Written By Louis Sirico with brilliant contributions from Carlos Arteaga and Tony Woods
"RFID Middleware is not a long term solution". It has taken me some time to muster the nerve to publicly proclaim what many experts in the RFID industry have whispered behind closed doors for years. This should be a little less surprising as several big name providers have recently dropped out of the market. Yet, now that I have published this bold announcement, I'm left with the enormous task of backing it up and describing the evolutionary process that has taken place.
Let me start by clarifying what I mean by RFID middleware. Forrester Research defines RFID middleware as "Platforms for managing RFID data and routing it between tag readers or other auto identification devices and enterprise systems." What is unfortunate is that many RFID middleware applications were developed with a premise that the universe revolves around RFID data. These in-a-box applications were meant as quick fixes for encoding and printing a RFID label that's slapped on a pallet, and then reading tags as they pass through a portal. These applications are really Band-Aid-ware. If you have a small, pilot project fenced off in the corner of your warehouse they're fine to show a proof-of-concept, but once you enter the real world, RFID data must be integrated with all your other devices, not just routed to them. Once implementers tried to do more than a simple process, they started running into limitations that have slowed adoption of a technology that has incredible value when put into operation correctly.
In order to understand why RFID middleware is dying off, the industry must change its perception of RFID altogether. Which leads to my second bold proclamation:
A RFID reader is actually a sensor and it needs to be treated as one.
Reading a RFID tag is a sensor input, basically the equivalent of a barcode scan. Writing a tag is both a sensor input and an output (read the tag; write the new contents, read again to confirm tag write operation). What scared people and made them treat RFID with kid gloves is how fast these operations occur. I heard many people warn, "we must have a layer that sits between RFID and everything else otherwise all the data will clog corporate systems." Right concern, wrong approach.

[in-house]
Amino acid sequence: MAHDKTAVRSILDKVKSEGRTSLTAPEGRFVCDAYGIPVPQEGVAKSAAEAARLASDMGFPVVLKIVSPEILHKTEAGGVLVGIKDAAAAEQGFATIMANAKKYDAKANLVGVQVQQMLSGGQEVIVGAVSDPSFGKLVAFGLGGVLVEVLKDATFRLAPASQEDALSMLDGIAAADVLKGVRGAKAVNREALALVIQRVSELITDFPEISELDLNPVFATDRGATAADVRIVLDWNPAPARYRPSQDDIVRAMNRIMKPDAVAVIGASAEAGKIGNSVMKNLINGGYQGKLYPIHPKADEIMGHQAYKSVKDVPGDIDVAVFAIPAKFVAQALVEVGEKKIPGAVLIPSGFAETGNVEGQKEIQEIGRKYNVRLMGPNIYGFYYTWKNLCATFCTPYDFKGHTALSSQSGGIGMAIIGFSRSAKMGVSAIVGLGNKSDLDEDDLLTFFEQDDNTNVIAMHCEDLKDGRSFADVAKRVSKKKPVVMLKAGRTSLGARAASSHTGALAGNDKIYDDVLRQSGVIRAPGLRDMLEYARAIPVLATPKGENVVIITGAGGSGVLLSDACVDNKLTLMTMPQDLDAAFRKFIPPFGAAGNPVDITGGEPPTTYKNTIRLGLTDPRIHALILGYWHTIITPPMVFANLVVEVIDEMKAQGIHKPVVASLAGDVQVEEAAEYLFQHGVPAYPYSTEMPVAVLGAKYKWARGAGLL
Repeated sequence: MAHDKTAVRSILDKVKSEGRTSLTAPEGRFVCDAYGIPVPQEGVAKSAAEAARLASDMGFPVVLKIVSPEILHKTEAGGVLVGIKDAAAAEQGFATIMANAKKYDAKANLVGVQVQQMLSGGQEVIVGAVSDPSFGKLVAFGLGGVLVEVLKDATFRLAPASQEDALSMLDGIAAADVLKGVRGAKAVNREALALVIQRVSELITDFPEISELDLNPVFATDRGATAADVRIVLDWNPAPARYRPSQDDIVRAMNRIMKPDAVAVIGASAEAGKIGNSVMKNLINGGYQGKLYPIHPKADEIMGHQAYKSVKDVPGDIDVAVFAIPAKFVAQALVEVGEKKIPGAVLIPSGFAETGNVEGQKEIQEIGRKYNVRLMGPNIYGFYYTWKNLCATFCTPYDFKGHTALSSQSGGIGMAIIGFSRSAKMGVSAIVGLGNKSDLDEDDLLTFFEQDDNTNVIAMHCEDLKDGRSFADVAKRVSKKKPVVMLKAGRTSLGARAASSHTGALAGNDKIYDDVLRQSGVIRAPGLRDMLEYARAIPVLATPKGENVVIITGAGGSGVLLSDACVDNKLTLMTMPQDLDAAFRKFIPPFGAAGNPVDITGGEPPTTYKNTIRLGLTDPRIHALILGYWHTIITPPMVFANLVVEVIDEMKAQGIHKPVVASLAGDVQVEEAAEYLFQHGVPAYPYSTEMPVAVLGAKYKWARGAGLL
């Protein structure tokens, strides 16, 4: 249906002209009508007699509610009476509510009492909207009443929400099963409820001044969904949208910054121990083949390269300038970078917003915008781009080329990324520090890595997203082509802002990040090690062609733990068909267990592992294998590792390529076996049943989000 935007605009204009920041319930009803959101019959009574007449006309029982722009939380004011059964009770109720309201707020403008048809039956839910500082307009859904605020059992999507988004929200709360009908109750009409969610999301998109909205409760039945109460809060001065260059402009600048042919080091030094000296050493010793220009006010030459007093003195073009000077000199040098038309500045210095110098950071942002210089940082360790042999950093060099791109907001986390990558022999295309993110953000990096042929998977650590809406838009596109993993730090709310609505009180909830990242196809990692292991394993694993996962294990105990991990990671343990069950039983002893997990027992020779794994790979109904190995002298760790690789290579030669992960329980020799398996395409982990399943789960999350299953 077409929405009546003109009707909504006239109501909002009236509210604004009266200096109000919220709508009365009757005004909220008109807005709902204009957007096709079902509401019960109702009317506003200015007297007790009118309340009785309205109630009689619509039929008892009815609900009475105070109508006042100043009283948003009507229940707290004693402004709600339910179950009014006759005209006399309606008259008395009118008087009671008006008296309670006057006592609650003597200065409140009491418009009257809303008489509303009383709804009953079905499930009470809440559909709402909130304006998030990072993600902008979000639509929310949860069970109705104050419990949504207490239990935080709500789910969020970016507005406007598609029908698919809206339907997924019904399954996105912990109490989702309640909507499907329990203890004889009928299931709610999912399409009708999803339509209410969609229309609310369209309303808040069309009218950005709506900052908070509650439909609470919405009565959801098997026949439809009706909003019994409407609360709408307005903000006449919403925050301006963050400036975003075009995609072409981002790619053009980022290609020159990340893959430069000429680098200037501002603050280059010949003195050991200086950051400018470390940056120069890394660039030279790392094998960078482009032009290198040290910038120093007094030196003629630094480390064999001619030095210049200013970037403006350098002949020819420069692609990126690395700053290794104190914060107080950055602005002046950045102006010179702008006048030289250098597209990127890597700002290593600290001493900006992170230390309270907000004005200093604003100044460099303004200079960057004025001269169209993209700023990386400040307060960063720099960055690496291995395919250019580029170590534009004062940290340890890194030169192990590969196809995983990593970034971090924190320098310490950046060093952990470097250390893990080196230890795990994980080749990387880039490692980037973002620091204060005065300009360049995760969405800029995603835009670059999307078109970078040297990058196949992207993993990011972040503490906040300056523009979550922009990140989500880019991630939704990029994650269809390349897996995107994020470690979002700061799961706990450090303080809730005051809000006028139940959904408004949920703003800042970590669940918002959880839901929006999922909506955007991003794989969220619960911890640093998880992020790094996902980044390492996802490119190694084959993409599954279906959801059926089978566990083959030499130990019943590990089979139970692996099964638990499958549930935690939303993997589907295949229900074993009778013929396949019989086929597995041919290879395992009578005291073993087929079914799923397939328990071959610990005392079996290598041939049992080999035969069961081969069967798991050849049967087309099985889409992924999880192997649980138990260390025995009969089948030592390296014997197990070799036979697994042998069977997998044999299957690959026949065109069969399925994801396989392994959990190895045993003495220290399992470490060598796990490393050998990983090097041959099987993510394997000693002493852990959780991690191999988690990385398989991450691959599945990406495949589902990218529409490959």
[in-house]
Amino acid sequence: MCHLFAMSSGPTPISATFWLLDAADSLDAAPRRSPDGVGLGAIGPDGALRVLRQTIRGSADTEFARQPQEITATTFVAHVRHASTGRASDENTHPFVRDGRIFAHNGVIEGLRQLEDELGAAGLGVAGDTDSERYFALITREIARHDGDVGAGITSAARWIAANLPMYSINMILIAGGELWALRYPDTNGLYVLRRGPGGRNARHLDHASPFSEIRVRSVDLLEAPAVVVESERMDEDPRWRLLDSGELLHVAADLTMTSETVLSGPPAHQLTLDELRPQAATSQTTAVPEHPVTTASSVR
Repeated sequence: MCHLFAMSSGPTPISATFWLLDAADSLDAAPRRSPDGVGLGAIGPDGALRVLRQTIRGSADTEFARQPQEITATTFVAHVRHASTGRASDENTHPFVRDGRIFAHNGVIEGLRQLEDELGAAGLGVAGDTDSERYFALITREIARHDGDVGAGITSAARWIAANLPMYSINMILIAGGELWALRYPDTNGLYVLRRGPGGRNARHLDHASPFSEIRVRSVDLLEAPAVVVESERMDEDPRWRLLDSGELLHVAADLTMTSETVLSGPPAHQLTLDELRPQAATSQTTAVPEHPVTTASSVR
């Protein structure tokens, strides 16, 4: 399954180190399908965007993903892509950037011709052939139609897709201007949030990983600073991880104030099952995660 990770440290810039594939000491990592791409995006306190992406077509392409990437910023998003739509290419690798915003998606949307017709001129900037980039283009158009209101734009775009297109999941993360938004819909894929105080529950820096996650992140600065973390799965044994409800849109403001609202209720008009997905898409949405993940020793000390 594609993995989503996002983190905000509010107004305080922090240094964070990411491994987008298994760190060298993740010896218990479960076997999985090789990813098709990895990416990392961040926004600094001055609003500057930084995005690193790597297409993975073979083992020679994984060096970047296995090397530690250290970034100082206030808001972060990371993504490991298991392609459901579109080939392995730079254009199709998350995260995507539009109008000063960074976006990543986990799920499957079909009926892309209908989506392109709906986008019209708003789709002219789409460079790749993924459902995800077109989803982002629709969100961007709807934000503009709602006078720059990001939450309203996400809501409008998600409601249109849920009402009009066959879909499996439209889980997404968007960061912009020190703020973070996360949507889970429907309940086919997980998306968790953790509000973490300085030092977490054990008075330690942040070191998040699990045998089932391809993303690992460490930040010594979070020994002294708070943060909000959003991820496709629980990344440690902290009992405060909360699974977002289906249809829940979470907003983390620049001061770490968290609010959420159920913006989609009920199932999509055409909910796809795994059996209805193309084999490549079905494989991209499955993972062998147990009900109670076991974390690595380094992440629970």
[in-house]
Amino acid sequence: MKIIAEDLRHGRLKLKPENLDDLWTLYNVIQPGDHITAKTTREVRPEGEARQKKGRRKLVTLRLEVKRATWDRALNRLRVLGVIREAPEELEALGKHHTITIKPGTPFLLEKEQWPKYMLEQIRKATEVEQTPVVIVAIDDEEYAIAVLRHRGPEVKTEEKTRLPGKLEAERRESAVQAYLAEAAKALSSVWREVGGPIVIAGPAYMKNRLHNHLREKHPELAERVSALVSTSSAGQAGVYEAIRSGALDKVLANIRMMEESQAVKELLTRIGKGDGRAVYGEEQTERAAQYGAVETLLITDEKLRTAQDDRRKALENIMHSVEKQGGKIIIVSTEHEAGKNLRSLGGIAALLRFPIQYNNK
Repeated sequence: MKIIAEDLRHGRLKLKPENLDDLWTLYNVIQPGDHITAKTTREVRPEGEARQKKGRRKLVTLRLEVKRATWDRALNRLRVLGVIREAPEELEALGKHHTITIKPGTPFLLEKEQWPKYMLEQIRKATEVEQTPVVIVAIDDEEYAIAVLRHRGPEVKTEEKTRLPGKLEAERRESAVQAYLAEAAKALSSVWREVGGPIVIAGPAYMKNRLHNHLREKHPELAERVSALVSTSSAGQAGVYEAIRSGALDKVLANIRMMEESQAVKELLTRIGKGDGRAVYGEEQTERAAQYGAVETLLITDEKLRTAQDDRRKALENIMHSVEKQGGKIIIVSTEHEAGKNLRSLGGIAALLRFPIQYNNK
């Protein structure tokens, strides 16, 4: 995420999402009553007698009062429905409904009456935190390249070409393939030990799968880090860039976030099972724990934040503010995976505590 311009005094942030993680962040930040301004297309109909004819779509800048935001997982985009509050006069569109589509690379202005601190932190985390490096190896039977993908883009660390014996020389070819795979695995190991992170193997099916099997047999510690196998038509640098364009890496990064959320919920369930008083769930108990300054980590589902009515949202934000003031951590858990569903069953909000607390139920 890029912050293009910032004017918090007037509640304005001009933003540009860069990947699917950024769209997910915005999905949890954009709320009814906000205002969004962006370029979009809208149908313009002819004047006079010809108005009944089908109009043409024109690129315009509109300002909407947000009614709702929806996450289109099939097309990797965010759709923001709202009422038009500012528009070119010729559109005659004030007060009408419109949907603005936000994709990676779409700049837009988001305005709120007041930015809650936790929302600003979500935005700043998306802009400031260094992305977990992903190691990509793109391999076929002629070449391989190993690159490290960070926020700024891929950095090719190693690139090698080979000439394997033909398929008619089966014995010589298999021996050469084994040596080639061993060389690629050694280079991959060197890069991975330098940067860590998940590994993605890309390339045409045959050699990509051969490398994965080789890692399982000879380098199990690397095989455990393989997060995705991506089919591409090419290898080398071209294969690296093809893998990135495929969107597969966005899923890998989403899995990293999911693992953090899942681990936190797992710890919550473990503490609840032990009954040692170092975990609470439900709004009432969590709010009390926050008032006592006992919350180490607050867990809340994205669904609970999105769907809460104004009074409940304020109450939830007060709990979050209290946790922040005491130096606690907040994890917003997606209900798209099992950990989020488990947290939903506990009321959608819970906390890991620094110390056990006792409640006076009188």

What manufacturing plant or distribution center doesn't already have sensors and other industrial devices? Implementations that truly derive value from RFID integrate the technology into their existing infrastructures. RFID readers are choreographed with other devices using business logic to create an Intelligent Sensor Network (ISN).
Most importantly, the platform supports a distributed architecture that allows business logic to be performed where it is most effective and work within network constraints. Multiple facilities, each with their own ISN can be combined together, while maintaining centralized management, asynchronous communication, and secure integration. It allows companies to establish an Intelligent Network Sensor Infrastructure (ISNI). Let us examine ISNI in detail.
Sensors and Other Devices
The ISN is comprised of sensors and other industrial automation devices. Even with an enormous diversity of makes and models, they can be divided into two categories: without intelligence and with intelligence. Sensors without intelligence include:
Sensors with intelligence can execute instructions based on an event such as an input or output. These include:
Other devices that make up part of the infrastructure include human interface devices such as:
For industrial facilities, we must mention other industrial automation devices such as diverters, motors (i.e. the one that makes a conveyor move), servos, and robotics. There are undoubtedly sensors and devices I have not mentioned, but don't worry. The main point to understand here is that depending on the process you are trying to automate, you will most likely need to use a combination of sensors and other devices that work together.
When you start combining all the sensors and devices together is when things get interesting. It is also where most RFID middleware applications start stumbling.